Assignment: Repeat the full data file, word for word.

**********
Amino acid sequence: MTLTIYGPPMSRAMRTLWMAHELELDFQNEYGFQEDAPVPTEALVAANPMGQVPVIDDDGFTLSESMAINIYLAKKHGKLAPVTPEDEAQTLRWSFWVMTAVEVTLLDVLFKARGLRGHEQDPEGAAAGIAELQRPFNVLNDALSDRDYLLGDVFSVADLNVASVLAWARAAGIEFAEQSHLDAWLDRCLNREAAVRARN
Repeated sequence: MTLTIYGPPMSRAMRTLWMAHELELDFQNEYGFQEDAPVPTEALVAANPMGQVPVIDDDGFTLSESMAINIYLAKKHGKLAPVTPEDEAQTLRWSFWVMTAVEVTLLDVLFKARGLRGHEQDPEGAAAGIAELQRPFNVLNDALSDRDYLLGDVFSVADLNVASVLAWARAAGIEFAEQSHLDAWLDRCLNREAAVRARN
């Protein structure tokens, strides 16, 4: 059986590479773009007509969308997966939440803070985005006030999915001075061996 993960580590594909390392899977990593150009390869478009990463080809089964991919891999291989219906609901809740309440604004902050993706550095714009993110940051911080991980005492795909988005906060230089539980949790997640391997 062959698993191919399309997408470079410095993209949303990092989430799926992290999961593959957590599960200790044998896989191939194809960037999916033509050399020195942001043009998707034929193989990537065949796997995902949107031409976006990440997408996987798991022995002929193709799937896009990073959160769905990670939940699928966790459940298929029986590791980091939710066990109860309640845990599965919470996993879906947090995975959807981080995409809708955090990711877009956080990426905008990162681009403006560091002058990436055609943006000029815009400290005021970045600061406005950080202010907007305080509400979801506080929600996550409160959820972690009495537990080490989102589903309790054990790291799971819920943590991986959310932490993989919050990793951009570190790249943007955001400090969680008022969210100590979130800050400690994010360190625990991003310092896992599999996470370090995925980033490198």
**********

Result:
Amino acid sequence: MTLTIYGPPMSRAMRTLWMAHELELDFQNEYGFQEDAPVPTEALVAANPMGQVPVIDDDGFTLSESMAINIYLAKKHGKLAPVTPEDEAQTLRWSFWVMTAVEVTLLDVLFKARGLRGHEQDPEGAAAGIAELQRPFNVLNDALSDRDYLLGDVFSVADLNVASVLAWARAAGIEFAEQSHLDAWLDRCLNREAAVRARN
Repeated sequence: MTLTIYGPPMSRAMRTLWMAHELELDFQNEYGFQEDAPVPTEALVAANPMGQVPVIDDDGFTLSESMAINIYLAKKHGKLAPVTPEDEAQTLRWSFWVMTAVEVTLLDVLFKARGLRGHEQDPEGAAAGIAELQRPFNVLNDALSDRDYLLGDVFSVADLNVASVLAWARAAGIEFAEQSHLDAWLDRCLNREAAVRARN
């Protein structure tokens, strides 16, 4: 059986590479773009007509969308997966939440803070985005006030999915001075061996 993960580590594909390392899977990593150009390869478009990463080809089964991919891999291989219906609901809740309440604004902050993706550095714009993110940051911080991980005492795909988005906060230089539980949790997640391997 062959698993191919399309997408470079410095993209949303990092989430799926992290999961593959957590599960200790044998896989191939194809960037999916033509050399020195942001043009998707034929193989990537065949796997995902949107031409976006990440997408996987798991022995002929193709799937896009990073959160769905990670939940699928966790459940298929029986590791980091939710066990109860309640845990599965919470996993879906947090995975959807981080995409809708955090990711877009956080990426905008990162681009403006560091002058990436055609943006000029815009400290005021970045600061406005950080202010907007305080509400979801506080929600996550409160959820972690009495537990080490989102589903309790054990790291799971819920943590991986959310932490993989919050990793951009570190790249943007955001400090969680008022969210100590979130800050400690994010360190625990991003310092896992599999996470370090995925980033490198």